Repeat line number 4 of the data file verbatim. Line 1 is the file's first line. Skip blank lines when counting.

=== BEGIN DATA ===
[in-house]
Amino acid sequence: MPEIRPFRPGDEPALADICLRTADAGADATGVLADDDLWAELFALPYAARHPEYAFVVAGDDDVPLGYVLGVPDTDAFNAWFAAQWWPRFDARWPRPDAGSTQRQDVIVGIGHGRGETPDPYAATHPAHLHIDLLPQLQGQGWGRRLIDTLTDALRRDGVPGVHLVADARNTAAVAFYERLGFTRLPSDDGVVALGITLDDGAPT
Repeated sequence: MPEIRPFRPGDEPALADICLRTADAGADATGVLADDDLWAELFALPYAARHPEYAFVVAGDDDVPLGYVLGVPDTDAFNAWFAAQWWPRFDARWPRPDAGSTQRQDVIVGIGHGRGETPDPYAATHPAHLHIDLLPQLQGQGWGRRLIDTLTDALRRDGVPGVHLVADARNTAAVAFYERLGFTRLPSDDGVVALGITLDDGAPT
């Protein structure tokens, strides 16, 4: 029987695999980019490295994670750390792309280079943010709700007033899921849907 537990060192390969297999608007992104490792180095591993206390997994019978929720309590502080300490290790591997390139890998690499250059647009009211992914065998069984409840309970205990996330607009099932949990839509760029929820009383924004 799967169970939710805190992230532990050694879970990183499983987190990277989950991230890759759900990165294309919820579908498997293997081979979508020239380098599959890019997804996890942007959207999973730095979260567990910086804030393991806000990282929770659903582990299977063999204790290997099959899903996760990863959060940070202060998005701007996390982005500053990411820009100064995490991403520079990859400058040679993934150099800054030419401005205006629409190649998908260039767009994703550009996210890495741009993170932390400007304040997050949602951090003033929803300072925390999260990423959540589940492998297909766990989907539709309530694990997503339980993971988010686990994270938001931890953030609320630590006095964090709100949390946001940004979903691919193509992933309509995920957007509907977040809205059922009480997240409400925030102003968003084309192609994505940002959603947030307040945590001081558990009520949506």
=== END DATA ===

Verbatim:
């Protein structure tokens, strides 16, 4: 029987695999980019490295994670750390792309280079943010709700007033899921849907 537990060192390969297999608007992104490792180095591993206390997994019978929720309590502080300490290790591997390139890998690499250059647009009211992914065998069984409840309970205990996330607009099932949990839509760029929820009383924004 799967169970939710805190992230532990050694879970990183499983987190990277989950991230890759759900990165294309919820579908498997293997081979979508020239380098599959890019997804996890942007959207999973730095979260567990910086804030393991806000990282929770659903582990299977063999204790290997099959899903996760990863959060940070202060998005701007996390982005500053990411820009100064995490991403520079990859400058040679993934150099800054030419401005205006629409190649998908260039767009994703550009996210890495741009993170932390400007304040997050949602951090003033929803300072925390999260990423959540589940492998297909766990989907539709309530694990997503339980993971988010686990994270938001931890953030609320630590006095964090709100949390946001940004979903691919193509992933309509995920957007509907977040809205059922009480997240409400925030102003968003084309192609994505940002959603947030307040945590001081558990009520949506």